Over the last few days different media outlets have reported on the new Writers Guild of America study that details who exactly is finding employment in the entertainment biz:
The Writers Guild of America West has provided another downbeat outlook on employment for minority and female scribes in Hollywood.
"I wish we could say that we did not have to issue this damn depressing report," noted WGA West prexy Patric Verrone at a news conference Tuesday at guild headquarters. "This report has a familiar ring to it."
Darnell Hunt, author of the guild-commissioned "2007 Hollywood Writers Report -- Whose Stories Are We Telling?" asserted that the key findings show that "business as usual" practices aren't adequate to address the lack of diversity among writers. He noted that with more than 30% of America nonwhite, minorities held only 9% of TV slots in 2005, down from 10% in 2004...
The report also found participation by women writers had remained virtually unchanged in both small-screen and features, staying at 27% in TV and creeping up to 19% from 18% in films. And in the one bright spot in the report, women managed to nearly match men in average TV earnings, at $94,123 -- just $267 short of the male figure.
The same issues (and similar numbers) have vexed animation studios. When I walk through various facilities, I see way more men than women, and way more whites than any other ethnicity.
Directors and producers: 13.9% women (median age 45)
Writers: 10.3% women (median age 42)
Storyboard: 14.1% women (median age 40)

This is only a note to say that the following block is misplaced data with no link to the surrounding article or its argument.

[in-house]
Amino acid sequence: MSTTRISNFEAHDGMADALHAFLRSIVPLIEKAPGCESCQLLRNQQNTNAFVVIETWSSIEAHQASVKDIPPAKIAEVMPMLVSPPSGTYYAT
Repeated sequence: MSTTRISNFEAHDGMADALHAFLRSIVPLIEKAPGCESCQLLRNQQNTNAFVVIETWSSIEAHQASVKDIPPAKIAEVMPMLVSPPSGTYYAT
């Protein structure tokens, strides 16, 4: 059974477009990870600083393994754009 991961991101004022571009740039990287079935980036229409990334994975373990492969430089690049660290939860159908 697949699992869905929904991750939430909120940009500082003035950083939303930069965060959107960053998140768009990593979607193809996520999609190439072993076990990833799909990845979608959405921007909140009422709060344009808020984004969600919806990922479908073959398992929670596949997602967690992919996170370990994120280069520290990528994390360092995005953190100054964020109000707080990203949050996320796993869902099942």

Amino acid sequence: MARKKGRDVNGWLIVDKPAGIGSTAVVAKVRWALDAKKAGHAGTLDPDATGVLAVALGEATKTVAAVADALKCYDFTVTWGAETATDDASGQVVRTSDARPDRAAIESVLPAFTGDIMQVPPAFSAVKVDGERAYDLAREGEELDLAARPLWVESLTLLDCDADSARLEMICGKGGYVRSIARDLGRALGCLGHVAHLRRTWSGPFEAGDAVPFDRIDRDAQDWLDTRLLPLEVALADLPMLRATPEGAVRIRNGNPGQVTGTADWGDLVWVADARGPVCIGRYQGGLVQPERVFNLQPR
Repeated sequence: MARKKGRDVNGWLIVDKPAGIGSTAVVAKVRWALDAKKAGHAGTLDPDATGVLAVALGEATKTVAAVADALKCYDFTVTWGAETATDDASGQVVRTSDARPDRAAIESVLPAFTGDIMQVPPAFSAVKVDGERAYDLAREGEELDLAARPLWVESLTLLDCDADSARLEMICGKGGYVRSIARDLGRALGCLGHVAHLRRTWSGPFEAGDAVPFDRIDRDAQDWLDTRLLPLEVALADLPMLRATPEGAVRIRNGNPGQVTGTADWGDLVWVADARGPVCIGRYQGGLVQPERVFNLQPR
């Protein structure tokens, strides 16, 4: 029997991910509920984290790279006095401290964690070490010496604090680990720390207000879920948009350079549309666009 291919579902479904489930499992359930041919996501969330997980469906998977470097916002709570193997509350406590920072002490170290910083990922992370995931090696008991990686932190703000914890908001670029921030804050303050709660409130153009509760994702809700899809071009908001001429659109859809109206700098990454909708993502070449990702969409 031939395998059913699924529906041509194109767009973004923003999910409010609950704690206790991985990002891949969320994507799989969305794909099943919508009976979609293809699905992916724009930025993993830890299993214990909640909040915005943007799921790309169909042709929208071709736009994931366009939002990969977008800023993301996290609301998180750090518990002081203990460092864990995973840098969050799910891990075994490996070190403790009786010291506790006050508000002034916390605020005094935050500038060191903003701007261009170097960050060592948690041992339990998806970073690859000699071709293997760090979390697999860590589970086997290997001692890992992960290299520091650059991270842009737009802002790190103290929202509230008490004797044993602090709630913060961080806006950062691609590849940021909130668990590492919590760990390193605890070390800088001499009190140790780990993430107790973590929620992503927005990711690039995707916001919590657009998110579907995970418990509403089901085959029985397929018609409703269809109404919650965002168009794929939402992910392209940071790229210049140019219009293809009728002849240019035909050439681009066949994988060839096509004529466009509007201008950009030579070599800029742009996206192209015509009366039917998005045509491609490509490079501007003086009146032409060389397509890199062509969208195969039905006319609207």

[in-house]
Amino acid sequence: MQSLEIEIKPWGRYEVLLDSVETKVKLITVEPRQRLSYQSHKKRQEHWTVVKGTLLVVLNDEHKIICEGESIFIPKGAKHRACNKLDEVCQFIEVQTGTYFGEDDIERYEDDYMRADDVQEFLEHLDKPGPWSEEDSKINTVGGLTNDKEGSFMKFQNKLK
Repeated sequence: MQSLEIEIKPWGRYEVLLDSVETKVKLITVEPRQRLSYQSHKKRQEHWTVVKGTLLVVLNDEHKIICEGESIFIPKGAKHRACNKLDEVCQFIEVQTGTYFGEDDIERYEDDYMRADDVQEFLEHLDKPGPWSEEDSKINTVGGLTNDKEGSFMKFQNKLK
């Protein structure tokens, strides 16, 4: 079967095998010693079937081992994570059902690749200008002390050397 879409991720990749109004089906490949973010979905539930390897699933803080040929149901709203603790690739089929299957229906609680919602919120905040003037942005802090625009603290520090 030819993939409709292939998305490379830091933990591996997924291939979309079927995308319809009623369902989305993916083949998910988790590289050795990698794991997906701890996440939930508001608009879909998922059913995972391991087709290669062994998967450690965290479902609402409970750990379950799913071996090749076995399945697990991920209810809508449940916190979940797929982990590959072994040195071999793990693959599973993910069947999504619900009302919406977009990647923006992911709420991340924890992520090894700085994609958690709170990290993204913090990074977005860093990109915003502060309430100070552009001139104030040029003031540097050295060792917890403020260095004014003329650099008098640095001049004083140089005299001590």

Development Artists (pre-animation): 17.0% women (median age 42)
2-D Artists: (animation and b.g.): 35% women (median age 42)
Tech Directors: 16% women (median age 37)
Checkers: 51.5% women (median age 46)
Not great numbers. You'll note that "Checkers", a technical job, has higher percentages. This is probably because checking was long affiliated with traditional ink-and-paint departments. Which were heavily female.
I don't think the low numbers are a reflection of skills and competency, although that argument is sometimes put forward. Years ago, a grizzled old novelist and screenwriter lectured me about how "women couldn't write good male characters and men couldn't write females."
The gentleman is long dead, but if he wasn't, I'd run to his nursing home and tell him he's pretty much full of crap. One of the more memorable male characters in film and/or literature is a dude named Rhett Butler. Margaret Mitchell would be surprised to learn that she didn't have the necessary skills to create him.